Infantry and Engineer reconnaissance parties were dispatched by the Division to reconnoiter possible crossing sites along the Merderet River within the contemplated zone of action. Particular attention was paid to the bridges opposite the towns of Chef du Pont (330938) Les Dupres (330933), and Grainville (315997). Corps order gave the Division the mission of attacking to the West on 10 June to seize the high ground East of the Douve River in the vicinity of St Sauveur le Vicomte to deepen the Corps bridgehead. CT 9 was still to remain attached to the 4th Infantry Division. During the day, the 82nd Airborne Division, supported by the 345th FA Battalion of the 90th Infantry Division drove a bridgehead across the Merderet River at 308910. It was determined that the crossing at Chef du Pont was lightly held. The situation in the vicinity of the Division’s equipment had been put ashore, and shortly befor3e dark, the 90th Division was set in motion towards jump off position for the morning. A new CP was chosen at 2200. In the meantime, elements of CT 9 were employed by the 4th Infantry Division to mop up by-passed resistance, and to make a reconnaissance in force within its sector. The 2nd Battalion was only 50% equipped as a result of loss during the sinking.

10 june (D+4) :
Upon order of Corps, the Division attacked on 10 June 1944 with the object of seizing the high ground east of the Douve River. Plans called for two regiments to attack abreast, take an intermediate objective and then push on to the final goal. The 357th Infantry was assigned to the left sector of the drive and the 358th Infantry to the right sector. The remainder of the 358th was place in Division Reserve to be prepared to advance in either of the regimental zones. The Division Artillery was ordered to prepare to mass its fires in either of the regimental zones, while the normal support battalions were to render support to their respective Infantry Regiments. CT 9 remained attached to the 4th Infantry Division. Both Infantry Regiments crossed the LD at the prescribed time (the 358th at 0400 and the 357th at 0515). The 358th successfully crossed the Merderet River and after sever resistance reduced a chateau which was occupied by the Germans. The 357th advanced in its zones of action and encountered enemy resistance in the vicinity of the town of Amfreville. The 358th’selements made an attempt to capture Etienville, but strong German counter-attack forced a platoon which had entered the town to withdraw. Fighting slowed down at 2300. Verbal orders were given to continue the attack the following day.

11 june (D+5) :
Both Regiments supported by effective Artillery barrage continued to press the attack in their respective sectors during the day. The 358th, with two Battalions abreast, made an assault against the town of Pont l’Abbe (Etienville) from the East. One BN served as a holding force on the Northwest side of the town. The Division Artillery supported this attack. The 359th (-1 BN) was released from assignment to the 4th Infantry Division and reverted to the control of the 90th Division on 10 June. It moved to an alert area and was committed to action in the vicinity of Picauville to the East of Pont l’Abbe. Units of the Regiment received a severe shelling during the move to that sector. By nightfall, the entire Regiment had been committed. Elsewhere, the units adjusted their lines and made preparations for a continuation of the attack on the morrow.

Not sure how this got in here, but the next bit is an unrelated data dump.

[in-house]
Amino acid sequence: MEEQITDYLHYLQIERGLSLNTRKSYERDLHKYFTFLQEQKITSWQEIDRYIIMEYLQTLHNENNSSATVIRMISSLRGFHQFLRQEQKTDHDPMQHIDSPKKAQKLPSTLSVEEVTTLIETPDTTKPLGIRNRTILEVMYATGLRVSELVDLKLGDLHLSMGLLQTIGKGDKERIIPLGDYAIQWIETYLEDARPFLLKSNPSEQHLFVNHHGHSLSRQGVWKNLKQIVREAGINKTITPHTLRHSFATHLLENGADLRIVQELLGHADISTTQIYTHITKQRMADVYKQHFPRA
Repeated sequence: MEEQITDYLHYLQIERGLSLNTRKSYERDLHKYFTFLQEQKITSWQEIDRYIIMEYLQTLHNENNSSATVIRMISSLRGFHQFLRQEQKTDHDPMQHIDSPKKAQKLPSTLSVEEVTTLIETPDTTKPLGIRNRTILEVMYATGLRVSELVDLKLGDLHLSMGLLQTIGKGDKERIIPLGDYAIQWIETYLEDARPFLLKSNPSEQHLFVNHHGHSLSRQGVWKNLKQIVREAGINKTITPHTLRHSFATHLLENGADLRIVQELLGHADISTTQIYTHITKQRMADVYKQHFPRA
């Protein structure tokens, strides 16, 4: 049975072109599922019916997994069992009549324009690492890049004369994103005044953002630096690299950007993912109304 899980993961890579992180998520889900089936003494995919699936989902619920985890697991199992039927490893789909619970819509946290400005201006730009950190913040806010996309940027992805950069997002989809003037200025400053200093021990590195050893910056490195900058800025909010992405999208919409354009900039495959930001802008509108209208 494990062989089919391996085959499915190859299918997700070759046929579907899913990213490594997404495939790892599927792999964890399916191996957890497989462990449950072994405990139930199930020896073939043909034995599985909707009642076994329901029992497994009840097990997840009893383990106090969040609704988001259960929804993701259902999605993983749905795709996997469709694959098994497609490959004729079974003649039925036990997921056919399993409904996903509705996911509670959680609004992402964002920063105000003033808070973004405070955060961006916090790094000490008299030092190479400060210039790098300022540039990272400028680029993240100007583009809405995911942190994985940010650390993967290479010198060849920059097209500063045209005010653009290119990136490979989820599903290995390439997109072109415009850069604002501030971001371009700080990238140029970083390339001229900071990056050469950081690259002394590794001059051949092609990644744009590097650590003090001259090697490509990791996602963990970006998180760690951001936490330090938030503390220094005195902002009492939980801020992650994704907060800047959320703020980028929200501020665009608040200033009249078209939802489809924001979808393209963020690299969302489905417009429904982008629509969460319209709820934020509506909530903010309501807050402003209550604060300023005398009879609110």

12 june (D+6) :
The two regiments continued to push forward upon the opening of the new day. The 357th Infantry pressed its attack at 0800 with the mission of capturing the high ground in the vicinity of Amfreville. It then planned to reorganize and attack in the general direction of Gourbesville. The 358th Infantry continued its attack upon Point l’Abbe with the plan of eventually pushing on to occupy the high ground beyond the town. The 359th Infantry was ordered to continue its offensive in the vicinity of Picauville. The 1st Battalion, 359th infantry was kept in readiness for Division Reserve. The 357th Infantry fought fiercely throughout the day, but due to the ferocity of the enemy, they were able to make very little gain. THe 359th Infantry encountered severe resistance in its sector and was forced to press the enemy back in hedgerow to hedgerow combat. American planes bombed Pont l’Abbe at 1700. Their attack was very effective it greatly aided the 358th Infantry in its approach to Pont l’Abbe. A coordinated attack preceded by the support of all available artillery was launched upon the town at 1900. By 2030, patrols of the 1st and 2nd Battalions had entered the town. By 2130, the two Battalions had mopped it up completely and had begun the move to occupy the high ground to the North and Northwest. At nightfall, and under the cover of darkness, unit commanders regrouped their forces in preparation for the continuation of the attack on 13 June. Major General Eugene H. Landrum assumed command of this Division on this day.